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Hugs between Joe Maddon and Aroldis Chapman in September turned into Chapman’s public criticism over his use in the playoffs by November -- despite the Cubs’ first championship in 108 years. | AP Photo/Paul Beaty

Cubs’ Maddon to critics: Check the scoreboard

SHARE Cubs’ Maddon to critics: Check the scoreboard
SHARE Cubs’ Maddon to critics: Check the scoreboard

It took more than a century for the Cubs to win that championship in November.

And barely two months later, their first manager to win a World Series since the year the Model T debuted is starting to wonder how much of the next century he’ll keep getting the same questions and criticism over how he used his personnel in the final games of the World Series.

Some of the public criticism and private grumbling came from players on the team during and after the postseason, but Maddon expressed little concern about lingering issues and pointed out the obvious: The Chicago Cubs are World Series champions, and not just in some sci-fi movie.

“Honestly, I find it humorous that people want to go there,” said Maddon, whose heavy use of closer Aroldis Chapman with big leads in Games 6 and 7 drew the most public scrutiny even after the Cubs came back to win a Game 7 thriller in 10 innings.

“There’s nothing I can do about perceptions and interpretation,” he added. “That’s up to the brain and the mind and the heart of the beholder. My interpretation is what I did, and I had that planned before the game began.

“If people want to focus on one moment where I totally disagree with them and I can’t convince them of that, there’s nothing I can do about.”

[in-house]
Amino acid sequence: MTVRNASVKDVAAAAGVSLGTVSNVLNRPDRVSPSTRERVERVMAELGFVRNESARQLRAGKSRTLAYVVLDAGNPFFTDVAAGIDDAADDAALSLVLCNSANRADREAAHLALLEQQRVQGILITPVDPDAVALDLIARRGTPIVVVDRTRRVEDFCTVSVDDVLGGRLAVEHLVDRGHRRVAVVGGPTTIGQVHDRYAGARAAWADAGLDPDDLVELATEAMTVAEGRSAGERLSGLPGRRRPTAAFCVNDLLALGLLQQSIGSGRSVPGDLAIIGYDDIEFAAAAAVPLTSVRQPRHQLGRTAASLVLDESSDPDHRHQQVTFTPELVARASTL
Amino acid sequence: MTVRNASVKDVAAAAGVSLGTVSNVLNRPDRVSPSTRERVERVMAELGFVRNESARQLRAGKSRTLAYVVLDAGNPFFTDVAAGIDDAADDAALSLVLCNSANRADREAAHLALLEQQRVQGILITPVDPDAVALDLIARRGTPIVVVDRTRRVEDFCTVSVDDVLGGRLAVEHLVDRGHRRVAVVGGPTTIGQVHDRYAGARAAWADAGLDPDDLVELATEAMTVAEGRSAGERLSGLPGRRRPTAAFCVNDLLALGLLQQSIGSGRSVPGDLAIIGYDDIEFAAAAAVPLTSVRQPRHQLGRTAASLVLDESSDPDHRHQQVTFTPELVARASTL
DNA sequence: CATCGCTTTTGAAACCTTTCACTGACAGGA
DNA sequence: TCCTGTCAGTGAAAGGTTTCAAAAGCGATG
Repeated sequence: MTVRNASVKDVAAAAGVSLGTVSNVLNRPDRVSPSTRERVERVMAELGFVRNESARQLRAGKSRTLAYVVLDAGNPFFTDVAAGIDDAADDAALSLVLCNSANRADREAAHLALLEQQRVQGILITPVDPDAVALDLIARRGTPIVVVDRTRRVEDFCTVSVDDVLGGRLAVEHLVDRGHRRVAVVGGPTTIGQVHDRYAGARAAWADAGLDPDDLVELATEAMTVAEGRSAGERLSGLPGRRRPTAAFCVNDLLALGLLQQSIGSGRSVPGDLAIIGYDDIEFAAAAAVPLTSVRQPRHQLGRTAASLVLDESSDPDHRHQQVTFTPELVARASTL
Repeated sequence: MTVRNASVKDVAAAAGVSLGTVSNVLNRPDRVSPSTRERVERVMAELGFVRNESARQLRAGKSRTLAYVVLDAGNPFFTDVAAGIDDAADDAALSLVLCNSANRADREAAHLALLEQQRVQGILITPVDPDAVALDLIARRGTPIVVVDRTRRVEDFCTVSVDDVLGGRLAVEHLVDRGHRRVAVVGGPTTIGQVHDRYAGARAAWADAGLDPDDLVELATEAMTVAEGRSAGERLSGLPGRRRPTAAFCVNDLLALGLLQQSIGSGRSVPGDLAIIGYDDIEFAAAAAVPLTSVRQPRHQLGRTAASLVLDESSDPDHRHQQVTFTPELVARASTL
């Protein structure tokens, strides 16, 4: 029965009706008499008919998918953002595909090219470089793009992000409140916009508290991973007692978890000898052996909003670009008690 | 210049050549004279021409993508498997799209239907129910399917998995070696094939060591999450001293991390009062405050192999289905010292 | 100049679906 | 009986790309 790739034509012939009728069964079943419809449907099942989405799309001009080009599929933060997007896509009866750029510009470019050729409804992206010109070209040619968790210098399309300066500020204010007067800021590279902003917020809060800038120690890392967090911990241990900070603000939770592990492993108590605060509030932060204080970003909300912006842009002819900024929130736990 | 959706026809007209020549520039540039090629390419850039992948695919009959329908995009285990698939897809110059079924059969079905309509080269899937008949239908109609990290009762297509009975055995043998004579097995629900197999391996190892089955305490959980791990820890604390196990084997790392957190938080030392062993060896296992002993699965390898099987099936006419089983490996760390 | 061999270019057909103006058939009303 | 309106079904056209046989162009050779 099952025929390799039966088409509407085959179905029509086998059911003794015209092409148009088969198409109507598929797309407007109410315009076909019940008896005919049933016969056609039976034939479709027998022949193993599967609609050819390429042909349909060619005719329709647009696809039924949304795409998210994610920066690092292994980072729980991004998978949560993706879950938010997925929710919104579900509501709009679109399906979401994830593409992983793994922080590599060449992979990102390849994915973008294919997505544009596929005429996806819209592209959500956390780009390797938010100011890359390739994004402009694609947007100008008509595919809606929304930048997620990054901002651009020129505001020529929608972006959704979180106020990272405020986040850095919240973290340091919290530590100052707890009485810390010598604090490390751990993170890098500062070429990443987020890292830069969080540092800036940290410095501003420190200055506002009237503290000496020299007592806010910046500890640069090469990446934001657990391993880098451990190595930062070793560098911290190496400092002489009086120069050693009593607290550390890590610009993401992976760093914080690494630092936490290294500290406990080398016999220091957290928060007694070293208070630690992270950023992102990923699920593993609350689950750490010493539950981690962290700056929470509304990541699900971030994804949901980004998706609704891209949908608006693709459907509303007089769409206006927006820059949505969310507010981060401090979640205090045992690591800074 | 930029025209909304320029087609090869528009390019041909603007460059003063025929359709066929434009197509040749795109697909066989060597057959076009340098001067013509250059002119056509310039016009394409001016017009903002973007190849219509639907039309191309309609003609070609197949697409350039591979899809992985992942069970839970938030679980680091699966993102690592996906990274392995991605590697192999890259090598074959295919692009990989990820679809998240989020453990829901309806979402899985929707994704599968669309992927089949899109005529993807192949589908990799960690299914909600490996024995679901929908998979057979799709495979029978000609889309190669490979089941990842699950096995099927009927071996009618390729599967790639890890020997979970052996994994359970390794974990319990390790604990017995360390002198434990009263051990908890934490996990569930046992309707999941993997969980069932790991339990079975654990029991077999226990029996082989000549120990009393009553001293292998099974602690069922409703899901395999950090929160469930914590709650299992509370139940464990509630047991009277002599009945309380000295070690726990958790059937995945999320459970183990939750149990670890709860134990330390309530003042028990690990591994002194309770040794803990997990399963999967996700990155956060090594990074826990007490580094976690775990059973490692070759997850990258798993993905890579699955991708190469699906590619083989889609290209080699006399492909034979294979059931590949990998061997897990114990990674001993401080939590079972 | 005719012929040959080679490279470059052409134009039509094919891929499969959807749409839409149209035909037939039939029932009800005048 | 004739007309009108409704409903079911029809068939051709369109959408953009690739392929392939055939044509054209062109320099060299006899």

Maddon, who spoke Wednesday during his annual “Thanksmas” dinner event for some of Chicago’s homeless, constantly welcomes second-guessing.

If anything, the part that bothered him appears to be that some of the criticism of his postseason managing came from within his own team, including Chapman in public comments after he re-signed with the Yankees last month.

“Personally, I don’t agree with the way he used me,” Chapman said to New York writers, citing being left in a 9-2 game in the ninth inning in Game 6 and being “tired” by the time he was asked to pitch two innings of Game 7.

“It’s too bad he had to say that,” Maddon said. “There’s really nothing to it as far as I’m concerned. We had talked about his usage, and he was all for it. And I just know one thing: that we could not have won it without him. We’re grateful for everything that he had done here, and I just wish him nothing but the best in the future.

“But everything that occurred in those last couple games was planned out in advance. And as it turned out, it turned out pretty well.”

Maddon said he doesn’t envision needing clear-the-air conversations with any players, including bullpen guys who might have felt underused or overlooked in the postseason.

“I’m always open about conversations with anybody,” he said. “I don’t really feel it’s necessary to have any conversations. After all, we did win the World Series, and everybody did participate, and everybody had a role.”

Maddon did say he might talk with catcher Miguel Montero about some of his public comments after the season, but only in the natural course of conversation during Cubs Convention.

“I don’t have any specific time planned,” he said. “I’m sure we’ll talk. Miggy likes to talk.”

During an interview on ESPN 1000 after the World Series, Montero said he was “disappointed” with his limited role during the playoffs, having felt “left out a little bit.”

He had only 12 at-bats during the postseason, but one resulted in a game-winning grand slam against the Dodgers in the National League Championship Series; another, a run-scoring single during the winning rally in the 10th inning of Game 7 of the World Series.

“We could not have won it without [Montero and Chapman],” Maddon said. “It’s unfortunate that they felt they had to discuss it that way, but from my perspective, I appreciate everything they’ve done.”


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